This blog post was contributed by Ifeyinwa Egwaoje Madu, one of the fifteen Young Champions of Maternal Health chosen by Ashoka and the Maternal Health Task Force at EngenderHealth. She will be blogging about her experience every month, and you can learn more about her, the other Young Champions, and the program here.
“Do all you can to make this dream come true, but one thing you must not do, despite challenges, is NEVER GIVE UP!” This was said to me by Andrea Irvin in 1997. Andrea then was with the International Women’s Health Coalition and had come to witness the first graduation ceremony of Girls’ Power Initiative, an organization where I had gone through a three-year training program on adolescent reproductive health and gender development. That day I was excited and enthusiastic. I was eager to give to other women what I had benefitted so much from, so I made my intentions known to Grace Osakue and Andrea Irvin in a meeting after the graduation ceremony and what Andrea said to me has stuck with me for so long.
Speaking of challenges, for some reason I had to do some research on maternal health in Nigeria this January. The figures I came across are disheartening and shows the enormity of challenges that I am going back home to tackle after my nine month internship as a Young Champion. Nigeria is only 2% of the world’s population yet accounts for 10% of maternal deaths from childbirth. An estimated 500,000 women die each year throughout the world from complications of pregnancy and childbirth and 55,000 of these deaths occur in Nigeria. Every day 144 women die from childbirth. Nigeria ranks second to India globally in number of maternal deaths and for every woman who dies from childbirth, another 30 suffer from chronic long-term ill health. Some of the major contributing factors are access to skilled health personnel during pregnancy and childbirth and delay in getting to health facilities when complications arise from pregnancy.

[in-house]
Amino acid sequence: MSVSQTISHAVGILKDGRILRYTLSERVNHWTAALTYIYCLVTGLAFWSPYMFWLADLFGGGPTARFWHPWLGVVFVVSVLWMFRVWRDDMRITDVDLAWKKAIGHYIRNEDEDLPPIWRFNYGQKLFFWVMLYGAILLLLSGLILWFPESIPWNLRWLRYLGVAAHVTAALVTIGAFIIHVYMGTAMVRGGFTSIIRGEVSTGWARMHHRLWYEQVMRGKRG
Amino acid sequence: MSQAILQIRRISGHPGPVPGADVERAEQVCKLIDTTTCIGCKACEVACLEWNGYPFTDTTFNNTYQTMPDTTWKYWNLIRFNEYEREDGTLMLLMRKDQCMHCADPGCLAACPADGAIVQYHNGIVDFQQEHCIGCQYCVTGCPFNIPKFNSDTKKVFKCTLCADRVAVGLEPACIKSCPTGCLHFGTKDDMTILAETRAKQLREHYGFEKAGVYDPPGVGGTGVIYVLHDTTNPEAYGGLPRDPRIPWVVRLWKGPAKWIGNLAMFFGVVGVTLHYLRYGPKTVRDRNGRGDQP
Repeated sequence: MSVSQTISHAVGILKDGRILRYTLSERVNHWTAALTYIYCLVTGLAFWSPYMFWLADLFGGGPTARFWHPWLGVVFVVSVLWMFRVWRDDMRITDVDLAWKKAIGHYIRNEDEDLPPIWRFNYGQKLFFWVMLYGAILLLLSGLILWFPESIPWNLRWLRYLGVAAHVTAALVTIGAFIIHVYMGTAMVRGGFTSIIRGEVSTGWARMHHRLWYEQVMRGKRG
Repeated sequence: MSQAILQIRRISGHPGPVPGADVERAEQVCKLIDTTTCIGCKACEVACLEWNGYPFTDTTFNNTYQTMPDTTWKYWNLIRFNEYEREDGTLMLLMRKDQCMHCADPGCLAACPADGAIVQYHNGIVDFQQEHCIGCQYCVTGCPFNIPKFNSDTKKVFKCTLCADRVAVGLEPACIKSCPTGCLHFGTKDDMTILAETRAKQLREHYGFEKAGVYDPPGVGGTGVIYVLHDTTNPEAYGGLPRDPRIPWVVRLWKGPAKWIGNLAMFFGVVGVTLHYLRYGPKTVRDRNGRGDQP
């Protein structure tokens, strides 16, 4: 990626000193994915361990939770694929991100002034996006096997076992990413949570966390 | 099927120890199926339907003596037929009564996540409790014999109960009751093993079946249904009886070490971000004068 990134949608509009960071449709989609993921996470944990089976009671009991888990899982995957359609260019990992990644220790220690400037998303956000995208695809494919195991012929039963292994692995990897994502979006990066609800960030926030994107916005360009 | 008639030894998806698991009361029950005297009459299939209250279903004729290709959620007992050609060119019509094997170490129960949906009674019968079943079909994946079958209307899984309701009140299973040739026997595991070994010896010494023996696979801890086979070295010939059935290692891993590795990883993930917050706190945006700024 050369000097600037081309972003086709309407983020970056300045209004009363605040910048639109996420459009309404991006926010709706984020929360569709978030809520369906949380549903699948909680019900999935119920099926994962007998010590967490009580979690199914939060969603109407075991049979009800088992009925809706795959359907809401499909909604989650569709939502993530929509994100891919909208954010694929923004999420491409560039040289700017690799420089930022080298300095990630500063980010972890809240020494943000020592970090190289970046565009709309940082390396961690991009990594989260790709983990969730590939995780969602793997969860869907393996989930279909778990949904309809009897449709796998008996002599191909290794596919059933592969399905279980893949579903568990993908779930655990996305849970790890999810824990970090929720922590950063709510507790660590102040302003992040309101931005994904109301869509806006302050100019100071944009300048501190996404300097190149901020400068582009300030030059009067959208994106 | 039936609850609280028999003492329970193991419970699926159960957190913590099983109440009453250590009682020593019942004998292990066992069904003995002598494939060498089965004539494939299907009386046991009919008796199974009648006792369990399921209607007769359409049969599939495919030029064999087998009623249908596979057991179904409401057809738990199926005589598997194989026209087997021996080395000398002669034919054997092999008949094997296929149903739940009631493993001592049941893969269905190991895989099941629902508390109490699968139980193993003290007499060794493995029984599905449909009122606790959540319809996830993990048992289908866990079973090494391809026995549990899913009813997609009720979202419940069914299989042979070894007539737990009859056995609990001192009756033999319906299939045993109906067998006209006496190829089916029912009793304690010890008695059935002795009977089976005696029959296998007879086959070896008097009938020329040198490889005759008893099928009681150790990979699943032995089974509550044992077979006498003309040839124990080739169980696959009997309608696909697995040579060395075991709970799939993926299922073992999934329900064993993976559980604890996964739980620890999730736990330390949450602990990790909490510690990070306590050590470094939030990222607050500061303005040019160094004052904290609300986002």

In the last week, I have had to compare the United States maternal health system with the one we have in Nigeria. The gap is huge. Here in the United States there are well-equipped health facilities that have been made accessible through the Medicaid program to women who ordinarily would not have been able to afford it. But back home my sisters, cousins, neighbors and friends die on a regular basis for lack of access to skilled health care during pregnancy and childbirth. But the reality is that the health needs of a woman are the same everywhere.
With the realization that at the end of today 144 women would have died from childbirth in Nigeria, I have resolved this year to do everything within my means as a woman, as a Nigerian and as a Young Champion to bring my idea of providing prenatal home-based care to Nigerian women to reality. I will never give up despite the challenges that I might come across. I might seem like a lone voice, but I know that if I cry long enough and loud enough, change will definitely come someday for my Nigerian sisters.